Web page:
I have a 4 year old son and I am going to give him a copy of this wonderful account of our ancestors as soon as he is old enough to appreciate it. I want him to know what I now know about the hardships and difficulties of our ancestors and how they got us to where we are now. Their story has made me appreciate how far we have come.

To Mr. Webb, I say thank you for telling the story of our colorful and prominent ethnic heritage, and the role our forebears played in the evolution of our great republic.
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106 of 122 people found the following review helpful
on October 16, 2004
Format: Hardcover
As my above moniker indicates, I teach school in Appalachia. I am also Scotch-Irish. Or, as the author of this book and other people say, "Scots-Irish." My ancestors settled in the Southern Highlands of Appalachia in the 1700s. This is where I was born and reared. I attended a university in the Northeast and then returned to Appalachia to teach, and here I will remain. The people about whom James Webb writes are "my people." I can relate to them and I love them deeply.

Webb refers to Scots-Irish as one of the most powerful cultural forces shaping America, producing great Presidents, soldiers, inventors, actors, and writers. He goes on to say that they have "remained invisible." I understand what he means with the word "invisible," but Scots-Irish are far from invisible in the legacy they have left for others to emulate.

Carl Mays, in his PEOPLE OF PASSION book, writes about the early Scots-Irish of the Southern Highlands as "...good-hearted people with faith in God, nature, themselves, and their neighbors." In this book, which makes a good parallel companion and somewhat of a contrast with Webb's book, Mays goes on to share 48 stories that cover the years from 1765-1965 that "demonstrate the principles, the spirit, and the character of the people upon which our nation has been built."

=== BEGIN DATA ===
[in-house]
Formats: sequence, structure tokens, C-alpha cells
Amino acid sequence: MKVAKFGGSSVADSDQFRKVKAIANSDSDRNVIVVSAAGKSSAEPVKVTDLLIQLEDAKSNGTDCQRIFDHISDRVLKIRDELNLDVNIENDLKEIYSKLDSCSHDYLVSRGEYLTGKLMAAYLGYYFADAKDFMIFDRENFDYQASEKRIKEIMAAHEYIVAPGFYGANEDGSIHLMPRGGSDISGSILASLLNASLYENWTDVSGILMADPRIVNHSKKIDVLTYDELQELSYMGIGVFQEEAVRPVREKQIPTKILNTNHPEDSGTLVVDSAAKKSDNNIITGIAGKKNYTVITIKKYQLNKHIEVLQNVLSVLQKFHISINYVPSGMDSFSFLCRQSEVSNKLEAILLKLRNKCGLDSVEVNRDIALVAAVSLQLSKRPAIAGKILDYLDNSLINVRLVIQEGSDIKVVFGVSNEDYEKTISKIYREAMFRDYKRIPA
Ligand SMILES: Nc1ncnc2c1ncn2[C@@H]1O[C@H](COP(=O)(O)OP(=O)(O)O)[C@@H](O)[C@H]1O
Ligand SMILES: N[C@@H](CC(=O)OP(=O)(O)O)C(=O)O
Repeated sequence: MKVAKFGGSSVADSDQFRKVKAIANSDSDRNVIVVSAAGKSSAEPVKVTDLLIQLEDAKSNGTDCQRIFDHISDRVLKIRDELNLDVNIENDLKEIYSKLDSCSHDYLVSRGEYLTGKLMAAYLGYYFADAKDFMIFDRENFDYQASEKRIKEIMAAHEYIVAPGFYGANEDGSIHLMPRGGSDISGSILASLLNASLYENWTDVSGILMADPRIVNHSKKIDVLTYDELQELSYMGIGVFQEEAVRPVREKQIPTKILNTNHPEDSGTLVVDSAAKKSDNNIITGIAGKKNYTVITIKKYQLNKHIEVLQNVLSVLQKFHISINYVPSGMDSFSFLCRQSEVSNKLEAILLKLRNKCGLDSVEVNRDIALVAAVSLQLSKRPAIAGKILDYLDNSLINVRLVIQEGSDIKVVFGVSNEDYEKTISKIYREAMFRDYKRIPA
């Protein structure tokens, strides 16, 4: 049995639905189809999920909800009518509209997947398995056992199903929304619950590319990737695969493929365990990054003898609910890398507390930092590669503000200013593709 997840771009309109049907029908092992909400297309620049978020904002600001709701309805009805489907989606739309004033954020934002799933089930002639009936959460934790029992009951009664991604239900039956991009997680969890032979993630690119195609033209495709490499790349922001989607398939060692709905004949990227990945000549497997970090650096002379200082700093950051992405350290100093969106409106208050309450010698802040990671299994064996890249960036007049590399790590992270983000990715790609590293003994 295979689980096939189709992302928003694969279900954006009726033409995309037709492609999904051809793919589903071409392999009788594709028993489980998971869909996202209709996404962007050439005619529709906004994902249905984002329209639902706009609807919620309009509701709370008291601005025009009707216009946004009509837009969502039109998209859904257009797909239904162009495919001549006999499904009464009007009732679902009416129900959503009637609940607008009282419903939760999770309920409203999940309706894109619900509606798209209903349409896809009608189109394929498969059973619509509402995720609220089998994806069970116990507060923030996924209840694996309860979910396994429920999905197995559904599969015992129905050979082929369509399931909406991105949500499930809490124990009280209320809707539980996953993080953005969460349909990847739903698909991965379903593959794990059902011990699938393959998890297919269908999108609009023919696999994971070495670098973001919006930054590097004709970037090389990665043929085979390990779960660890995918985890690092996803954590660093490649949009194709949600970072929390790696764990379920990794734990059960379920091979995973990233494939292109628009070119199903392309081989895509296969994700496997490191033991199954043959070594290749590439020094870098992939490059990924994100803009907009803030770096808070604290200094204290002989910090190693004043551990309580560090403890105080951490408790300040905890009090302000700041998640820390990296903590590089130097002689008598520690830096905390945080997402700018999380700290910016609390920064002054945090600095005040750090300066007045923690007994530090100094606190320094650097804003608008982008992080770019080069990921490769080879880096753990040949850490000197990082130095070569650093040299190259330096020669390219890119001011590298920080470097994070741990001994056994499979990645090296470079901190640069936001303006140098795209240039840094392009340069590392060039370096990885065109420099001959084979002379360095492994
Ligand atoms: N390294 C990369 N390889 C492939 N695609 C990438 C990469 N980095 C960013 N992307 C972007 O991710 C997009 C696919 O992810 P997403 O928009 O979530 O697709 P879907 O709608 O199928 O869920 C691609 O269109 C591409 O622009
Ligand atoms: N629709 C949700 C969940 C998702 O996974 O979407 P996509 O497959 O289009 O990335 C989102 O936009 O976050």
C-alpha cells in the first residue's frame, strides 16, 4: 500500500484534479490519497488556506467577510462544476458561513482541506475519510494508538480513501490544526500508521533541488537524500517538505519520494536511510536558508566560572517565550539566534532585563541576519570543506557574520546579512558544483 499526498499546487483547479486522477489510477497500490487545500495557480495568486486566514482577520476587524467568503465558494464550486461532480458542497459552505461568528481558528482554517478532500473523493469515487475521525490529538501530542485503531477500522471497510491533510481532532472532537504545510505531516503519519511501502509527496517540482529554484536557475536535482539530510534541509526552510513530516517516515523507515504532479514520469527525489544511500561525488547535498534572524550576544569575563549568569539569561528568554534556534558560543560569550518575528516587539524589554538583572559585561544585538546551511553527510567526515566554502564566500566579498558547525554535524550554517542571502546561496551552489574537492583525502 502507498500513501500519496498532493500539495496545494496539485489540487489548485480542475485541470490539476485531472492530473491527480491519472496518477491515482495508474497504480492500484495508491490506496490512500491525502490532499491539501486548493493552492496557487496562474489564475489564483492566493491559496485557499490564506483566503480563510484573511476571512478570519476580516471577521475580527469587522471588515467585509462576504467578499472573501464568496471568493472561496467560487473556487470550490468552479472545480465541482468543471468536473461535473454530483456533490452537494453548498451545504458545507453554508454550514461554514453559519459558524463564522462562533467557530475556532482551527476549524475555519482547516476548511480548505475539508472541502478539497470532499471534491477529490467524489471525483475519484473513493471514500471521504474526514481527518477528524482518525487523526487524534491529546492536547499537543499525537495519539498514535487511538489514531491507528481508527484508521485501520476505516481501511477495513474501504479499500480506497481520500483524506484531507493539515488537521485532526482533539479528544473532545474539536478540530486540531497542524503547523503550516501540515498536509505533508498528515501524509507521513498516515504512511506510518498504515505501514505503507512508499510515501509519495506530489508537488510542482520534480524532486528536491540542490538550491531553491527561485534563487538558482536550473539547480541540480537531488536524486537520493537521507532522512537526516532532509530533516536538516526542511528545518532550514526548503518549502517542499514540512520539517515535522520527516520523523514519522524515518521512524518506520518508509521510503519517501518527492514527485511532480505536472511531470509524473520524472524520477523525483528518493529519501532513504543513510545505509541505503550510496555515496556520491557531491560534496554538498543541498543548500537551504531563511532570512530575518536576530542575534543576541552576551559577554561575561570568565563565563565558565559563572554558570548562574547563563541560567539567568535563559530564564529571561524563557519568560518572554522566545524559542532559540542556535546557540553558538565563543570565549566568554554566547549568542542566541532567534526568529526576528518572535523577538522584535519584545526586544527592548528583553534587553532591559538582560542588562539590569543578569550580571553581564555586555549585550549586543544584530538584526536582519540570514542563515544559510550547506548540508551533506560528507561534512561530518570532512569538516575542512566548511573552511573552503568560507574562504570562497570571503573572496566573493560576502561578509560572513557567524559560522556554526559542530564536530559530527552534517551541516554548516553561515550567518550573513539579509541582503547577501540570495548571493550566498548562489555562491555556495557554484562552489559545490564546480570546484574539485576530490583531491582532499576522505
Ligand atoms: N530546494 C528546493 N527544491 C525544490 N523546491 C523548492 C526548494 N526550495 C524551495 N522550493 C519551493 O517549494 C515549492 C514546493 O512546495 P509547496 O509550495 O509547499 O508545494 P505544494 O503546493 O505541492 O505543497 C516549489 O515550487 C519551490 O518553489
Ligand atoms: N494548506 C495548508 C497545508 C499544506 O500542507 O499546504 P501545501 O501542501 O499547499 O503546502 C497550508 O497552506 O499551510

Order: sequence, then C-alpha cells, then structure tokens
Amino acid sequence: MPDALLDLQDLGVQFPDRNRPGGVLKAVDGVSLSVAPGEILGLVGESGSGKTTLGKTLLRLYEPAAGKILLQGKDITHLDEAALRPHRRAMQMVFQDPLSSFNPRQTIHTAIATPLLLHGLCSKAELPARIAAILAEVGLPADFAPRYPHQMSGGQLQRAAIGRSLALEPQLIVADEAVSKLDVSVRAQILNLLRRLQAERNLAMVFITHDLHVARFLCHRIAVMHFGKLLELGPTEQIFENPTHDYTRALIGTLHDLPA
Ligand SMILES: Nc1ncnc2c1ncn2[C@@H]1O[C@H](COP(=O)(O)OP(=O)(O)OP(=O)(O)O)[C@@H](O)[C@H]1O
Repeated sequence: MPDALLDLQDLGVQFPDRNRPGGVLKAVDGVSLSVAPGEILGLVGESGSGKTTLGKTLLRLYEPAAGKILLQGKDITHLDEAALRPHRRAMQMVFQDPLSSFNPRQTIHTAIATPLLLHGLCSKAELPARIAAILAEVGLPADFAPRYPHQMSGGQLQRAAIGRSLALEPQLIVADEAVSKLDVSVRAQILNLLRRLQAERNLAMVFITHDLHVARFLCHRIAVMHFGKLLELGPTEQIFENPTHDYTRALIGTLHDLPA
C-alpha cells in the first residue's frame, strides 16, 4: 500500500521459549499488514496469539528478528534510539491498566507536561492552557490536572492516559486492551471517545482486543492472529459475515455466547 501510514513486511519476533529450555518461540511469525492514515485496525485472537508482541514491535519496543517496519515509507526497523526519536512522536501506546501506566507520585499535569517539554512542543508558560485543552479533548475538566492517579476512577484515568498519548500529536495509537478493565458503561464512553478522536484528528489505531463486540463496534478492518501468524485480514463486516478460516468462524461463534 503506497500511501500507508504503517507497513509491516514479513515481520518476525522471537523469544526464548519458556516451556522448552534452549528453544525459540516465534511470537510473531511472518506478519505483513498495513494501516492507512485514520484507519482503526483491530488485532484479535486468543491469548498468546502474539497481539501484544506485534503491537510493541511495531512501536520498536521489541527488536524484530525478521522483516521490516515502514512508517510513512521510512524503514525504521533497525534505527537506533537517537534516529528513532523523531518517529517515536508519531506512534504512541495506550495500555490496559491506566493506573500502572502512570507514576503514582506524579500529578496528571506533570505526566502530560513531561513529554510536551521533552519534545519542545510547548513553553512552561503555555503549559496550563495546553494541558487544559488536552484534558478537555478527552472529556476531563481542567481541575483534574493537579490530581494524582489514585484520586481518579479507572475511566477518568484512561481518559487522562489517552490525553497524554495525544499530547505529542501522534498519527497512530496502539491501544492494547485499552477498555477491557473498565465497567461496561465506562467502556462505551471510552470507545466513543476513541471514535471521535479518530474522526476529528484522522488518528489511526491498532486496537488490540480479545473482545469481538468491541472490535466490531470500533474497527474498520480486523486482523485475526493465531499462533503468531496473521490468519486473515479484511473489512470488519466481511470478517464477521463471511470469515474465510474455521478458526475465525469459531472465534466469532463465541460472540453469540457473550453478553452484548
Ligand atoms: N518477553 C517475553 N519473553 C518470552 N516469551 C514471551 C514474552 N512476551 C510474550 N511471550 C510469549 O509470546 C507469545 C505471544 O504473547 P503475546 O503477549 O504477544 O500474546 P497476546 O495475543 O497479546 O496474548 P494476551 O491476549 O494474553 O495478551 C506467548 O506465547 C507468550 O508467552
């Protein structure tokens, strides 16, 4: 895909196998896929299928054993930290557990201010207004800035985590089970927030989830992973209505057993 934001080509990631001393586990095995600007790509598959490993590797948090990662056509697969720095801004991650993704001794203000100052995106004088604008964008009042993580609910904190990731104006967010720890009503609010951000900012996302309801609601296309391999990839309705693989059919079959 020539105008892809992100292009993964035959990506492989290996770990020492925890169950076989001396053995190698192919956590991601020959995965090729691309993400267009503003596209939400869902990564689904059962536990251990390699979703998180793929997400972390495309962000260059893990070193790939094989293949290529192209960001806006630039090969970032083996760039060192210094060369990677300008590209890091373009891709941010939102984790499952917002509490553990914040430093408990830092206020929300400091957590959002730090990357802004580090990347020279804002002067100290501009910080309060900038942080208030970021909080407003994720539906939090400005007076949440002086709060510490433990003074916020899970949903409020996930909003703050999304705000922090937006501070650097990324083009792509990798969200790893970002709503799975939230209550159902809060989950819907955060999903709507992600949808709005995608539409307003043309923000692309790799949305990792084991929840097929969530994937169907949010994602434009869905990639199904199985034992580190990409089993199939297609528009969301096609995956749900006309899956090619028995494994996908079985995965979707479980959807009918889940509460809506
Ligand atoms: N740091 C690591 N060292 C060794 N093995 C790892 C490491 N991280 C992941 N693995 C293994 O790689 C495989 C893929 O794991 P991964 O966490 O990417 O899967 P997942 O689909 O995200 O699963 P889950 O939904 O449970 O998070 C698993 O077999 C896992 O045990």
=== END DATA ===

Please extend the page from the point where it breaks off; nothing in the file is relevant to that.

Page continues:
Unlike Webb's book, PEOPLE OF PASSION gives more credit to the Scots-Irish for working together and with others to help establish a backbone in the Southern Highlands. Mays also presents the stories of women who were extremely important to the individual families, communities, and region. I fault Webb for lacking in these two areas.

I also fault Webb for his over-emphasis on the "Fighting Scots-Irish," but, of course, this does reflect the name of the book. In the early days of our country, everyone had to "fight," so to speak. But Scots-Irish helped forge our country with much more than guns and knives. For example, as Mays writes in PEOPLE OF PASSION, John Ross, who was 7/8 Scots-Irish, 1/8 Cherokee, a graduate of private schools and college, was the main Cherokee chief for almost 40 years. His life shoots down Webb's assertion that Scots-Irish have been uneducated and imperialistic.

Is Webb's book worth reading and should it be recommended to others? Yes it should. For anyone interested in Scots-Irish or in the shaping of America, this book contains some valuable material. But it should be read with other books that cover the same subject. These books would include James Leyburn's SCOTCH-IRISH: A SOCIAL HISTORY; Nora Chadwick's THE CELTS, and THE DRUIDS; Bill Kennedy's FAITH AND FREEDOM: THE SCOTS-IRISH IN AMERICA.
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41 of 46 people found the following review helpful
on April 4, 2005
Format: Hardcover
I am a Scots Irish who lives in the UK.I found this to be a splendid book,but probably for reasons which differ from those of Scots Irish Americans.

The Scots history part is probably broadly correct in its general conclusions,but is mistaken in a lot of detail,and needs some sub-editing.Braveheart was a minor detail compared with the relentless harrying of Scotland by England over 400 years,harrying which left it the poorest country in Europe.The Ochil hills are not in Ayrshire.And so on.

The Irish history is fascinating,however,and is excellent,although more social history would have been welcome.

For me,the book excelled in its American chapters,although American readers may find some of his conclusions irritating,and he glosses over some acts of wickedness. What it explained to me was,why the U.S.A. re-elected Bush,and just why so many Americans found his Boston rival unacceptable.As a primer of modern American politics,it is superb.
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22 of 24 people found the following review helpful
on January 5, 2005
Format: HardcoverVerified Purchase